Nigeria has experienced great economic growth over the last 20 years and is projected to be among the world’s top 20 economies by 2030. It is the largest country in Africa with a population of over 180 million. It is a rich nation with vast natural resources and even with this, the wealth gap in the country is getting bigger. Nigeria has revenues of over $80 billion from oil reserves alone, yet wealth inequality in the country is among one of the worst in the world. Despite the country’s growth projections, if it fails to address these issues of wealth inequality, it may pose serious implications for the growth and future of the economy.
Poverty in Nigeria
Absolute poverty in Nigeria (earning less than a dollar a day) has increased from 55% in 2004 to 61% in 2014 and in contrast; there are almost 16,000 millionaires currently living in Nigeria, a 44% increase in the last 6 years. This is expected to grow to 23,000 by 2017, which represents a 47% increase. In Lagos, which is Africa’s most populous city, wealth inequality is most prominent and is home to 9,500 of these millionaires. These figures represent a huge issue with wealth distribution in the country and are attributed to a number of factors embedded within the Nigerian culture, system and policies. Even with its abundant oil resources amounting to $80+ billion in annual revenue for the country, poverty is increasingly becoming a major issue for a vast amount of the population. Under these conditions, many inhabitants are forced to live in slums with limited access to food, education, electricity and clean water. For Nigeria to grow as a nation and become an economic powerhouse for the future, these issues need to be addressed through the introduction of social systems and policies that cater to the disadvantaged members of the population.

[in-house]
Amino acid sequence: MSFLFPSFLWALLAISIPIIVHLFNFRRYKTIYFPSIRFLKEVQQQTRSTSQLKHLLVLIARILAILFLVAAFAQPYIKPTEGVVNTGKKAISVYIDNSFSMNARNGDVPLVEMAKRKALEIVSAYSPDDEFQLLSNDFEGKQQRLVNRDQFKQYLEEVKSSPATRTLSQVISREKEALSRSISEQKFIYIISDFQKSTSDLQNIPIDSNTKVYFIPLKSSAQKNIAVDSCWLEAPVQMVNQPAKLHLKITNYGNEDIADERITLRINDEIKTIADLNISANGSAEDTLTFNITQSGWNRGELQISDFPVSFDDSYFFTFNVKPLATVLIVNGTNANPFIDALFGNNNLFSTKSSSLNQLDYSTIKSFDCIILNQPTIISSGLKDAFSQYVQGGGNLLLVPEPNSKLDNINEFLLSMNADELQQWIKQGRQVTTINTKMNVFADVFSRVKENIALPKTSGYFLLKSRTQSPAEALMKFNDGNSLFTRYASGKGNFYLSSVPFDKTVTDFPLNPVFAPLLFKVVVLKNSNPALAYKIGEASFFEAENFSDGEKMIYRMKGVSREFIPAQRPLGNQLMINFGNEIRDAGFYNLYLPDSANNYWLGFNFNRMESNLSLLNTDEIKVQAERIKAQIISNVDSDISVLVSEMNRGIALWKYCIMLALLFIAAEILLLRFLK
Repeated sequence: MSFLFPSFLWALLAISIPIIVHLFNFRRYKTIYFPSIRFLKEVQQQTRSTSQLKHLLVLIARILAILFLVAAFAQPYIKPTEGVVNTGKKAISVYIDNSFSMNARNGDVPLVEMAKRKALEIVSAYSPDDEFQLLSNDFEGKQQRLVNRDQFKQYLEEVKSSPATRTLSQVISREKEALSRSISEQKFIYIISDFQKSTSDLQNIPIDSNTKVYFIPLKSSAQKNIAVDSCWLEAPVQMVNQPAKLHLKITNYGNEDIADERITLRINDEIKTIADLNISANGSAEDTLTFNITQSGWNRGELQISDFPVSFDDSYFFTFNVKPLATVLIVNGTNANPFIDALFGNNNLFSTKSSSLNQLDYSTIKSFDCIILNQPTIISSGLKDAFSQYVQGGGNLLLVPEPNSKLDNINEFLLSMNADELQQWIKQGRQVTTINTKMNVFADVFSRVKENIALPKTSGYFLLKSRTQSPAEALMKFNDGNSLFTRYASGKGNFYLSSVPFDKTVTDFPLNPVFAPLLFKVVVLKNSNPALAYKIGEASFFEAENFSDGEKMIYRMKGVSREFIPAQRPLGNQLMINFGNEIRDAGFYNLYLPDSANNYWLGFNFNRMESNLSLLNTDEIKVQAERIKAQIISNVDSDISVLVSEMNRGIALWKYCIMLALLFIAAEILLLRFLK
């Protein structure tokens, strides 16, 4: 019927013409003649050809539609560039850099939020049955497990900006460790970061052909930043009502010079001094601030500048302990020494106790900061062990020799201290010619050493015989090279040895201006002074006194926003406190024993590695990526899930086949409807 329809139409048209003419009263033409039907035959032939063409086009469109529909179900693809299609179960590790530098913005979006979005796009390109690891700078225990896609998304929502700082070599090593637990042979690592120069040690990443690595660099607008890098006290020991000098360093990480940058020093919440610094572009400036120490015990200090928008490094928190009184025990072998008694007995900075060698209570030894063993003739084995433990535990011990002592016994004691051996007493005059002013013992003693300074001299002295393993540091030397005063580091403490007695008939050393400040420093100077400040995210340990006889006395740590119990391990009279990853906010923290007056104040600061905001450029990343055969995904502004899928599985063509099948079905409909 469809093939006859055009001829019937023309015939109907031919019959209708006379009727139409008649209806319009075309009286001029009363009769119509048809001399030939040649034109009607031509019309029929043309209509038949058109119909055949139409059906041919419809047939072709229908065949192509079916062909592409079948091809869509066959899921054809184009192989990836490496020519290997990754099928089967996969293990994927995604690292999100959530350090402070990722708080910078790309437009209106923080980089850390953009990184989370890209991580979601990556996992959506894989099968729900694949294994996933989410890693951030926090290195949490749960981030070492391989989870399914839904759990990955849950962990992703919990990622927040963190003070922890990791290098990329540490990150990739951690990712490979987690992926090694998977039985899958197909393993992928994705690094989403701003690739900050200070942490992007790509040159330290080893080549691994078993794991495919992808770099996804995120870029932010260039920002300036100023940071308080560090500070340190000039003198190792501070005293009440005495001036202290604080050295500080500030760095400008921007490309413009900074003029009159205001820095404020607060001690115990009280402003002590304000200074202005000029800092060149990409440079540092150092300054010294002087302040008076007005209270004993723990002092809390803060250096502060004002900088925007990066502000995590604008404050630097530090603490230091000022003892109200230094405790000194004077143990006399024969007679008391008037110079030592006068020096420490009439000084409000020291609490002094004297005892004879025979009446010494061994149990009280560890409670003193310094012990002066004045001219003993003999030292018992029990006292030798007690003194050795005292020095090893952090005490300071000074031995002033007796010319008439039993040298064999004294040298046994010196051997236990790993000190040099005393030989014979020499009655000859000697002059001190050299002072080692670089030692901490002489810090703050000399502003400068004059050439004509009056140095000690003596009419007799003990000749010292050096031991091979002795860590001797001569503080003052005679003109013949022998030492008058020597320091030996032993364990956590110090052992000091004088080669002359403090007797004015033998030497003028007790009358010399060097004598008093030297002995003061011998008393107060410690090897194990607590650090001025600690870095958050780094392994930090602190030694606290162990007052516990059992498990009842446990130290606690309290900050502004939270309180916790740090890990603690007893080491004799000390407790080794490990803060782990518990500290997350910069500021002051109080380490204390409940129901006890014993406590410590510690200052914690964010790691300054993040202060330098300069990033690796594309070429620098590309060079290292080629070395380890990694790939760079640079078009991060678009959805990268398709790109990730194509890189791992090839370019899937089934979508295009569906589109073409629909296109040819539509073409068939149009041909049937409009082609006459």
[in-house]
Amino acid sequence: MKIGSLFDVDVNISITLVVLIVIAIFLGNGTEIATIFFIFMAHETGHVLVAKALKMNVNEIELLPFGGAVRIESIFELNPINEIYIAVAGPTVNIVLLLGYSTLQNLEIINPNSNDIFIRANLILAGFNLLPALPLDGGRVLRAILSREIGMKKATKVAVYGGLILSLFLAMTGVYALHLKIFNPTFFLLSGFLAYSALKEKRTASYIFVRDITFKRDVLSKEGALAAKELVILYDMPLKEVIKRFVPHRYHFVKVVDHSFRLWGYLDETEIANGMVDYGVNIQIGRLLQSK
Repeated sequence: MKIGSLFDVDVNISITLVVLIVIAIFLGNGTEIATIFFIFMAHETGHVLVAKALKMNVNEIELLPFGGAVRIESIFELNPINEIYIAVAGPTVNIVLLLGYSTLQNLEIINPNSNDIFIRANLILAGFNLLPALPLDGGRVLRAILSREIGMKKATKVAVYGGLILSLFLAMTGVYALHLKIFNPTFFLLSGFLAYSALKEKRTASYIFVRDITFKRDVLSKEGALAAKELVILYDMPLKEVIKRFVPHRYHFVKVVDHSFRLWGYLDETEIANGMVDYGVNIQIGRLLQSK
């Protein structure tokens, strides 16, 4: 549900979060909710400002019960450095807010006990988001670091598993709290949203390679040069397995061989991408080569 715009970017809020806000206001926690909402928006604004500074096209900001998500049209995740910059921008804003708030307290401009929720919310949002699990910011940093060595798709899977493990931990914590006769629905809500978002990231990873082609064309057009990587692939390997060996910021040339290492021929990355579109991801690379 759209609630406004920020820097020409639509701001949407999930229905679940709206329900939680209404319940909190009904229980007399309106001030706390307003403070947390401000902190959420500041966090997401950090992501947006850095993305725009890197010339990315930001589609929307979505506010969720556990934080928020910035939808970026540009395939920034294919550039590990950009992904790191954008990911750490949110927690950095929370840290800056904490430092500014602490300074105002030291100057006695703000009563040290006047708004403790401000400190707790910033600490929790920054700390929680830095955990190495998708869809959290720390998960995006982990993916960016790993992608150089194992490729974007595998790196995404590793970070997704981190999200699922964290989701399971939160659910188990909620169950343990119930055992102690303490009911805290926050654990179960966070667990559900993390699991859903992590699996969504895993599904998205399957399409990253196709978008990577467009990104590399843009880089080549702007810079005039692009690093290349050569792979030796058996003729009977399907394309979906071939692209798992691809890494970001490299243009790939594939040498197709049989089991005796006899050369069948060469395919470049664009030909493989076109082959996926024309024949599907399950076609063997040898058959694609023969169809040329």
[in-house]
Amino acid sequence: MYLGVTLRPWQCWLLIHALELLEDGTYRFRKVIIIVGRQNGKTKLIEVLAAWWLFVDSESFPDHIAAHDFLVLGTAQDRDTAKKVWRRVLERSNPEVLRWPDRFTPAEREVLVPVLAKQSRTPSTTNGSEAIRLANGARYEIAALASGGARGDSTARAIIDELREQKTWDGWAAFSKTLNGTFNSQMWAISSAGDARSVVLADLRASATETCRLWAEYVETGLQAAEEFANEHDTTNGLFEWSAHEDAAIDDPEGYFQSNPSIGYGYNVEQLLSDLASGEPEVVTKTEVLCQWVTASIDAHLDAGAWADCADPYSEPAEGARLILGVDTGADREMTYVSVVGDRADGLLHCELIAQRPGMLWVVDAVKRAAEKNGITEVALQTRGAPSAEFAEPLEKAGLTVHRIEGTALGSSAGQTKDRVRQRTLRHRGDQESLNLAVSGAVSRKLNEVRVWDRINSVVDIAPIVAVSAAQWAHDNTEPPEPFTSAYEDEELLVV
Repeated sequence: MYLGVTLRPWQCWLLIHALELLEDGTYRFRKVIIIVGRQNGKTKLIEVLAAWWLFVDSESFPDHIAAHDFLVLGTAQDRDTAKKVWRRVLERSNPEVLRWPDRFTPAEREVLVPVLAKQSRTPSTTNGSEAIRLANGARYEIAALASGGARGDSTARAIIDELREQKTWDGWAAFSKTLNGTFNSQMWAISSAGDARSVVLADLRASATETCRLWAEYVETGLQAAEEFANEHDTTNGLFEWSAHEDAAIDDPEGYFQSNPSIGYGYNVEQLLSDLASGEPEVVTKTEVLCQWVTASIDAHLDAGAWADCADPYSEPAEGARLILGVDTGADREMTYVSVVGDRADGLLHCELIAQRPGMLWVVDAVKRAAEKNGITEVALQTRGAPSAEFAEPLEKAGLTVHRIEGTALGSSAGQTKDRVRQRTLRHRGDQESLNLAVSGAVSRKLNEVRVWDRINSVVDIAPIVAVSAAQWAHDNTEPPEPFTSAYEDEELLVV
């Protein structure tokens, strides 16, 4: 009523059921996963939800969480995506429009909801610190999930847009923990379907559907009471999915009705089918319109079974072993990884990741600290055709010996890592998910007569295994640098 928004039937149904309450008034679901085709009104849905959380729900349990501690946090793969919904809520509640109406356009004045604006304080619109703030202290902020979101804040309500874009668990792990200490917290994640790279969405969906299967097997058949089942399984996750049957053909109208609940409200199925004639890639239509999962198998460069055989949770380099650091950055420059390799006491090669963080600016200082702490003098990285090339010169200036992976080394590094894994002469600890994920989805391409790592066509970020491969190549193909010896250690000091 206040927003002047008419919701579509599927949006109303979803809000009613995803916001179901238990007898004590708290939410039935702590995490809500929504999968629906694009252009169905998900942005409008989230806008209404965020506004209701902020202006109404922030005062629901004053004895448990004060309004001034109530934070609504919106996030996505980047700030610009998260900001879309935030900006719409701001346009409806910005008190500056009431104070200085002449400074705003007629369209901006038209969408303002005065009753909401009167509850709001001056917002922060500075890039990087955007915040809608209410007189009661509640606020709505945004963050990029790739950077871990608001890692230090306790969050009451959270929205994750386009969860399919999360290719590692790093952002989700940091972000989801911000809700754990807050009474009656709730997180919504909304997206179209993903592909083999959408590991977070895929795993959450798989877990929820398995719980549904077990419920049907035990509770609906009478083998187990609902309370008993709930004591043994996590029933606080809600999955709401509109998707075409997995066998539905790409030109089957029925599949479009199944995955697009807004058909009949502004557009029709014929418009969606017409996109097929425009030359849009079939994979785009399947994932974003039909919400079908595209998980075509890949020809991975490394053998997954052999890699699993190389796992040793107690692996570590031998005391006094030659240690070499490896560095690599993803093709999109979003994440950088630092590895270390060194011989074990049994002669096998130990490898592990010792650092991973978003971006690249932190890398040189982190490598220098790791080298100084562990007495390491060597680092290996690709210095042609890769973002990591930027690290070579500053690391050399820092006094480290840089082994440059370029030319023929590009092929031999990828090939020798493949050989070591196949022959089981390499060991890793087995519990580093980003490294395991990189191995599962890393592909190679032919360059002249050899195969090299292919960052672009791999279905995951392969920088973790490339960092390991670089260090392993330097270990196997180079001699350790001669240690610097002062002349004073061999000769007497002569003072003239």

The main factors that contribute to wealth inequality in Nigeria are corruption and high governance costs.
Corruption is a major issue that is contributing to the increasing wealth gap between the rich and poor in Nigeria. Corruption has been ever present since the country’s independence in the 1960’s and it now seems to be an issue that is embedded within the Nigerian system and culture. Fighting corruption in Nigeria is a battle and will take a great leadership in exposing and prosecuting those that are undermining the future and development of the Nigerian economy. There is a need for transparency and accountability in the Nigerian system and until that is achieved, the wealth gap in the country will continue to get worse.
Cost of Governance
As long as corruption is embedded in the system, the cost of governance will continue to remain high. A report by the Sahara Reporters in 2012 found that it costs Nigerians $8.3 billion to pay the salaries of those in politics. In 2012, $7.4 was to be spent on developing infrastructure, but only half of this was spent towards its development. To put this into perspective, it meant that for every dollar spent on infrastructure development in Nigeria, two dollars are spent on salaries of those in politics.
Corruption and high governance costs are the major factors that are hindering economic development in Nigeria. Wealth distribution in the country is unequal, as money that input into the country, does not benefit the poorer members of the population. Great leadership is needed to eradicate these issues of corruption and until this is done, we won’t see ‘real’ economic development in Nigeria.
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